- The Washington Times - Monday, April 16, 2007

AMMAN, Jordan — Defense Secretary Robert M. Gates is urging U.S. allies in the Middle East this week to help bolster the fragile Iraqi government, which is under growing pressure to take over more of its own security from U.S. forces.

Mr. Gates is expected to meet with political and military leaders in Jordan, and then travel to Israel and Egypt. He said he last visited Jordan about 20 years ago.

“Jordan has been a strong ally of the United States, and I look forward to discussing with the king about how we can contribute to his efforts and how the Jordanians can contribute to ours,” Mr. Gates told reporters yesterday on the plane en route to Jordan. “Not just in Iraq, but Lebanon and the Israel-Palestinian peace process.”

The Bush administration would like to offset the Iranian influence in Iraq as well.

Previewing discussions Mr. Gates will have with regional leaders this week, a senior military official said the United States thinks that the “most important way to mitigate Iranian pressure” against the Iraqi government is for Middle East allies to support the government of Prime Minister Nouri al-Maliki and involve it more directly in the political discourse of the region.

Asked about the progress in Iraq, a senior defense official traveling with Mr. Gates said that the pace of reconciliation there must move more quickly, despite the daily hurdles.

“We’ve gotten all the right signals from the Iraqi and Maliki governments,” said the official, who was not authorized to speak on the record. “But they are going to have to quicken the pace. The patience of the Iraqi people as well as the American people is not indefinite.”

The official said Mr. Gates will be also looking for leaders in the region to maintain their stance that an Iranian pursuit of nuclear weapons is unacceptable, as is Iran’s continued support to the Hezbollah guerrilla army in Lebanon. Iran’s Revolutionary Guards Corps is suspected of arming Hezbollah.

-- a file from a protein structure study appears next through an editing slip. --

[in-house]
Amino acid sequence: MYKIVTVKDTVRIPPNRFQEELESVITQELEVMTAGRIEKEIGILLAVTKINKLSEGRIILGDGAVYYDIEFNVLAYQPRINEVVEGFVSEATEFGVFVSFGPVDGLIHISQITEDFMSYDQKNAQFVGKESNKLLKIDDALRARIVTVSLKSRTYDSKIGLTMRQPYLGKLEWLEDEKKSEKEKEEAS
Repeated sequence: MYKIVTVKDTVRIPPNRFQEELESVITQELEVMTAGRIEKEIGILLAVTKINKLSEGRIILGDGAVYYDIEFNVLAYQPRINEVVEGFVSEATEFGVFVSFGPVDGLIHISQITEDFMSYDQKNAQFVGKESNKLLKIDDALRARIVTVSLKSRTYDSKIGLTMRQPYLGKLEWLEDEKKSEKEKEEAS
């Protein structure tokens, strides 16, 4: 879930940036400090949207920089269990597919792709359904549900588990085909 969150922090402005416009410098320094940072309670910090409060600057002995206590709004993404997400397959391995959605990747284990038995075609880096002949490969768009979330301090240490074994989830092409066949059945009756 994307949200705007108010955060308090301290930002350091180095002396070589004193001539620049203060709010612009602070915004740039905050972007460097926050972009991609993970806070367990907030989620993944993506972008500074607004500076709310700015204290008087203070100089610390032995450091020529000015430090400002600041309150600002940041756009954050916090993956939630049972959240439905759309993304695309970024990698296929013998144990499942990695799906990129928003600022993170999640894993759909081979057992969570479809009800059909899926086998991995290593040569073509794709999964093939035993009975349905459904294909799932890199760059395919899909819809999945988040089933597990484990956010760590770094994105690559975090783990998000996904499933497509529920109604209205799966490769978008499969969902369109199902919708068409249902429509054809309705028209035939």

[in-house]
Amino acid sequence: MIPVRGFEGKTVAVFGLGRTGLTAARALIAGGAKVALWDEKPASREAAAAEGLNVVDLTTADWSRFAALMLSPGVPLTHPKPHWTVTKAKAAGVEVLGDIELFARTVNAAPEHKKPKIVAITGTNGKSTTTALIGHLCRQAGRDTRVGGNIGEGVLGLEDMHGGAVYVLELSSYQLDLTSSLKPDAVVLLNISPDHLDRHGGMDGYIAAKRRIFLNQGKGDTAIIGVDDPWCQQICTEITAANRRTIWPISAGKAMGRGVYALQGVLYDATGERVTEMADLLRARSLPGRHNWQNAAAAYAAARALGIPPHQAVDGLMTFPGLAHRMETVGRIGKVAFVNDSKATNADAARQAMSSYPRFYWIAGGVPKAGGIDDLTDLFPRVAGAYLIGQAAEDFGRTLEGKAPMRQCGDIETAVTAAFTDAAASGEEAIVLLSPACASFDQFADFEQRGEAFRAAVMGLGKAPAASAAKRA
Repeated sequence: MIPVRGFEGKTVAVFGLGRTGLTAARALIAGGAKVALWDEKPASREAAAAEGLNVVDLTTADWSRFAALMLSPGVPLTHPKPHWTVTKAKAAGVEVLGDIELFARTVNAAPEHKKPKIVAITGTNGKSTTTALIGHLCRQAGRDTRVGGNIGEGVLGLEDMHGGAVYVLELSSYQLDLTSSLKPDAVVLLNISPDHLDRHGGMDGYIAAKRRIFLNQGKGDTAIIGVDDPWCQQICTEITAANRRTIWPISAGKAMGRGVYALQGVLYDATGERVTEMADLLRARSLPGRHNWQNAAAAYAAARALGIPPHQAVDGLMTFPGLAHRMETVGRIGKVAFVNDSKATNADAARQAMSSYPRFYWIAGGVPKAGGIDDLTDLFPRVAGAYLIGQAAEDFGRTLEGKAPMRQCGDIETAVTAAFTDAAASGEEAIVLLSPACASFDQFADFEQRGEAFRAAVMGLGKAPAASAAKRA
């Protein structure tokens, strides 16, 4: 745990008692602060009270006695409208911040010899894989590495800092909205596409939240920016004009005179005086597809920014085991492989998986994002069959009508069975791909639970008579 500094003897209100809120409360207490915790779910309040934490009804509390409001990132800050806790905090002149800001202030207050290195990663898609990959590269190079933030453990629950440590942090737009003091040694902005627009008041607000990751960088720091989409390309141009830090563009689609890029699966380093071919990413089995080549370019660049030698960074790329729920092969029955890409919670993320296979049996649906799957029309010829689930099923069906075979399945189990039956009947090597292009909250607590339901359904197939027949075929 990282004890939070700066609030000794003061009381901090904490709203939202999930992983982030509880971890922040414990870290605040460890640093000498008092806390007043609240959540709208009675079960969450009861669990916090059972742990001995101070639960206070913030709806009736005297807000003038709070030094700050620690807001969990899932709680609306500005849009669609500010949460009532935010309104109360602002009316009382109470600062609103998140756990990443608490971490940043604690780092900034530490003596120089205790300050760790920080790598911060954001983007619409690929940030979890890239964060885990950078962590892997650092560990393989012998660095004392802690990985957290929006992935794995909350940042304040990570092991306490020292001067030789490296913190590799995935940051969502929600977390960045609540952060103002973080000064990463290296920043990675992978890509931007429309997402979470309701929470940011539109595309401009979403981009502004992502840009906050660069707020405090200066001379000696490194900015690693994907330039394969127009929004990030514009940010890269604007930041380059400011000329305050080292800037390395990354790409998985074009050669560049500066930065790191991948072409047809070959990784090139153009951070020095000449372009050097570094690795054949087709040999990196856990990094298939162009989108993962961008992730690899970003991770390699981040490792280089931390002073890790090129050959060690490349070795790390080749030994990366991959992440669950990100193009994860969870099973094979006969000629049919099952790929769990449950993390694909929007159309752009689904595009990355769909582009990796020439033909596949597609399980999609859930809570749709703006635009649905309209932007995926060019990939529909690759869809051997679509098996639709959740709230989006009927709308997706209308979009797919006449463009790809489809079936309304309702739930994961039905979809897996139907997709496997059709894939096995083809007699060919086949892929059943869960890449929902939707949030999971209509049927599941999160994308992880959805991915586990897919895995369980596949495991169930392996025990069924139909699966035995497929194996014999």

Several Middle East countries have said they plan to pursue nuclear energy, a development seen as aimed at countering Iran’s nuclear ambitions. Jordan’s King Abdullah II in January publicly announced for the first time that he wanted to develop Jordan’s nuclear capabilities for peaceful purposes, and Washington indicated it had no objection to a peaceful nuclear program.

Key U.S. allies — Jordan, Egypt and Saudi Arabia — have expressed concerns over Iran’s nuclear ambitions and the growing Shi’ite Muslim influence in the region. They worry that the Shi’ite influence is boosting the hard-line Tehran regime and giving rise to more extremism, while jeopardizing Israeli-Palestinian peace negotiations and threatening their own states.

Mr. Gates is also expected to ask the regional leaders what weapons and training they want from the United States, said the defense official.

Mr. Gates will urge countries such as Egypt and Israel to modernize their defense systems and “transition from the post-Soviet dependency on conventional weaponry to something more … related toward counterterrorism and the non-state actors that we are all working together against in the region.”

Weapons sales in the region are sensitive, because each country worries its own security could be threatened by U.S. sales to neighbors in the region.

Copyright © 2019 The Washington Times, LLC. Click here for reprint permission.

The Washington Times Comment Policy

The Washington Times welcomes your comments on Spot.im, our third-party provider. Please read our Comment Policy before commenting.


Click to Read More and View Comments

Click to Hide